No doubt, there is a real need for, and public interest in, governing artificial intelligence [30]. From autonomous vehicles to virtual assistants, Autonomous and Intelligent Systems (A/IS) are impinging on every aspect of life along a multitude of vectors. It is no secret that engineers and designers who actually build artificial intelligences should consider ethics as a formal part of system development. The real problem is how to go about it in practice.7

EAD is both an initiative and a document under active construction and versioning.8 EAD documents are a collaborative effort to which many people contribute. The stated goals of the initiative are twofold, first, to advance (and moderate) a public discussion on ethics in A/IS, and second, to create a standards and associated certification program that will enable and guide artificial intelligence research and development in practice. The current second version of the EAD document includes a comprehensive overview of relevant references from multiple perspectives on existing and new questions on ethics within artificial intelligence. The document covers the domains of affective computing, mixed reality, well-being, personal data, methodologies, safety, superintelligence, autonomous weapons and economics.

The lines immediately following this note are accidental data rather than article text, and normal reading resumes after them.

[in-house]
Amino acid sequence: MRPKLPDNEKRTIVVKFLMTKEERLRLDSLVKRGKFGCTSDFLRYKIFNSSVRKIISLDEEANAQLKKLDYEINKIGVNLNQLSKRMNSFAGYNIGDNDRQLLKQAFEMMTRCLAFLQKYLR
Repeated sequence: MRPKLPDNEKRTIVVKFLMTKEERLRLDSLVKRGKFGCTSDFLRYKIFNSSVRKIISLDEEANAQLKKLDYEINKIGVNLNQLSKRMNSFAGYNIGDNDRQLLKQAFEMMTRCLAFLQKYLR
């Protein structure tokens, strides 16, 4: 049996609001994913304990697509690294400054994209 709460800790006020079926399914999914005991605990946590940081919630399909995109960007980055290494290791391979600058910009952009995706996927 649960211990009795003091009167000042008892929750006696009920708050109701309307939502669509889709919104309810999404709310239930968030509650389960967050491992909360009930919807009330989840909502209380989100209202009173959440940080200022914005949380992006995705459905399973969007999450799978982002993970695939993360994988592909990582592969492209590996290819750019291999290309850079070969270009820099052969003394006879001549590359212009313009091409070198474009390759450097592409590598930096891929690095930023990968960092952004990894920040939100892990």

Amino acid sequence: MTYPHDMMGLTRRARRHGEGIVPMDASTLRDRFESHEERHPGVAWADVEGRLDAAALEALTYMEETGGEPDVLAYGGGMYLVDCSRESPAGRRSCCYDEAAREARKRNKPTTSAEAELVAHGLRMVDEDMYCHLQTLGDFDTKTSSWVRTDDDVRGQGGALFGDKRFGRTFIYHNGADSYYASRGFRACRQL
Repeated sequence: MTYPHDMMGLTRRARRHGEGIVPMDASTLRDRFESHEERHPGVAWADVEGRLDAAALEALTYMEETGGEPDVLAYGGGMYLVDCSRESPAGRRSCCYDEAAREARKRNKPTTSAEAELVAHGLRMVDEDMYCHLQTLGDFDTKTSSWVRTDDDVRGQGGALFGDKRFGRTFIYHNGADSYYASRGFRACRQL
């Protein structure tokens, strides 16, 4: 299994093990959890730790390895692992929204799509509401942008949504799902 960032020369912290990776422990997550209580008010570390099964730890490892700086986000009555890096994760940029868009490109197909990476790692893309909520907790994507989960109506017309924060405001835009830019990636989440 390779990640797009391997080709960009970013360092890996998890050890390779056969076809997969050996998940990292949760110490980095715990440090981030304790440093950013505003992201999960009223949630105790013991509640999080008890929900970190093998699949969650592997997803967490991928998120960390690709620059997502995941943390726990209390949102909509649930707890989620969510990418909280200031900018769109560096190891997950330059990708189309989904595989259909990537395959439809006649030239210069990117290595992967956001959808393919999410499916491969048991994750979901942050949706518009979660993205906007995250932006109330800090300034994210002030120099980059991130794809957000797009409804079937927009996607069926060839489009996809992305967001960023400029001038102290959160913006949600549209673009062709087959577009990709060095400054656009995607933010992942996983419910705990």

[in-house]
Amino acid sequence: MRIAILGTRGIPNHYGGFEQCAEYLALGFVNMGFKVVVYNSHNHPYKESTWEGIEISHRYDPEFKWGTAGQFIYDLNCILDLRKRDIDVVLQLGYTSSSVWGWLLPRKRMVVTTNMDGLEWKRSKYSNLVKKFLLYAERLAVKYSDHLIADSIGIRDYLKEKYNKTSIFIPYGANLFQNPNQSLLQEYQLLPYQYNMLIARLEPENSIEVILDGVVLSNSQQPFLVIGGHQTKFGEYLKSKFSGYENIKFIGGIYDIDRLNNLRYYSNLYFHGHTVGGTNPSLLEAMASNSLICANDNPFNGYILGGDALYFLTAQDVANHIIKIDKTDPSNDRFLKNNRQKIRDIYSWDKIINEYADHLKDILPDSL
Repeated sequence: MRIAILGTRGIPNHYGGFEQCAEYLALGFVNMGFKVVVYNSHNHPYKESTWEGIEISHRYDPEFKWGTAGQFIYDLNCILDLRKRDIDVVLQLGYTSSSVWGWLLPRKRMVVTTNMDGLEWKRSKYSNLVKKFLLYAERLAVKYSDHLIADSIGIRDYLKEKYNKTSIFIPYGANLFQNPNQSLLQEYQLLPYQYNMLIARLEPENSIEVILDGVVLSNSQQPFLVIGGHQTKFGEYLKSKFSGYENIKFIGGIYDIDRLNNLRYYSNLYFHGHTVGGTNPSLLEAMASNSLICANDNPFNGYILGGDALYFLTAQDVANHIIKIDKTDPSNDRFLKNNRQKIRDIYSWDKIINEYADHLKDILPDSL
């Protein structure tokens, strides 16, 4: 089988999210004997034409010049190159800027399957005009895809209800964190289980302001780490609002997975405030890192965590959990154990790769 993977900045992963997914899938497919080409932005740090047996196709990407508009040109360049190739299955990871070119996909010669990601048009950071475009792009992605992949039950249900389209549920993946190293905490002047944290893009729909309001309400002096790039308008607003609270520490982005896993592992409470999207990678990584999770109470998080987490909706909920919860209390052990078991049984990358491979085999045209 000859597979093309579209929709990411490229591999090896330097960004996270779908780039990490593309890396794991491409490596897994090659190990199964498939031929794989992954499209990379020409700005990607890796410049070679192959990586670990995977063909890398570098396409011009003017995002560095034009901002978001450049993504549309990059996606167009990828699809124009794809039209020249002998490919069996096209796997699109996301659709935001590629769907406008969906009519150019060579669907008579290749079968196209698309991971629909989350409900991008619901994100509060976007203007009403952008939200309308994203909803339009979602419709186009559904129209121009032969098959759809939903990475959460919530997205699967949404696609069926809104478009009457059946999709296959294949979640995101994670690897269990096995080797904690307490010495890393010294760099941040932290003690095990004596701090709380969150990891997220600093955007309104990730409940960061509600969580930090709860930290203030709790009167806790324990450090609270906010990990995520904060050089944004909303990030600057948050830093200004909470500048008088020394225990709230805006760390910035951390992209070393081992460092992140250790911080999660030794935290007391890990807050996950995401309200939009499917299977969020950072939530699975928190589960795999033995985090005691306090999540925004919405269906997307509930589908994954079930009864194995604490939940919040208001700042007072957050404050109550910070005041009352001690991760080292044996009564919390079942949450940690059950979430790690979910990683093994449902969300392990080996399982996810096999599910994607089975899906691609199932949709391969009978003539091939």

Ethical design is not news to the ambient intelligence community. Ethical concerns are inscribed into the conception of ambient intelligence research ab initio. For over a dozen years [14,23,26,43], ambient intelligence research has addressed ethics of IT systems operating in everyday life. However, AmI has not been able to move ethical design from research contexts into ethical design in the wild, at scale, and has even been forced to see good intentions altered beyond recognition. The intelligent home compromised by its own data harvesting appliances is but one prominent case in point.

What the current EAD initiative offers beyond ambient intelligence’s experimental contributions are implementation-oriented guidelines for considering ethics specifically of advanced A/IS for an entrepreneurial global context. With A/IS systems now operating in the wild at scale, this shift in scope is significant. The next subsection describes the EAD initiative in more detail.

6.2.From inspiration to recommendation

The general principles the EAD initiative subscribes to are inspiring: human beneficence as a superset of human rights, the prioritization of benefits to humanity and the natural environment, and the mitigation of risks and negative impacts. With these principles, EAD proceeds across multiple sections to elaborate on the significance of AI ethics in the areas mentioned above.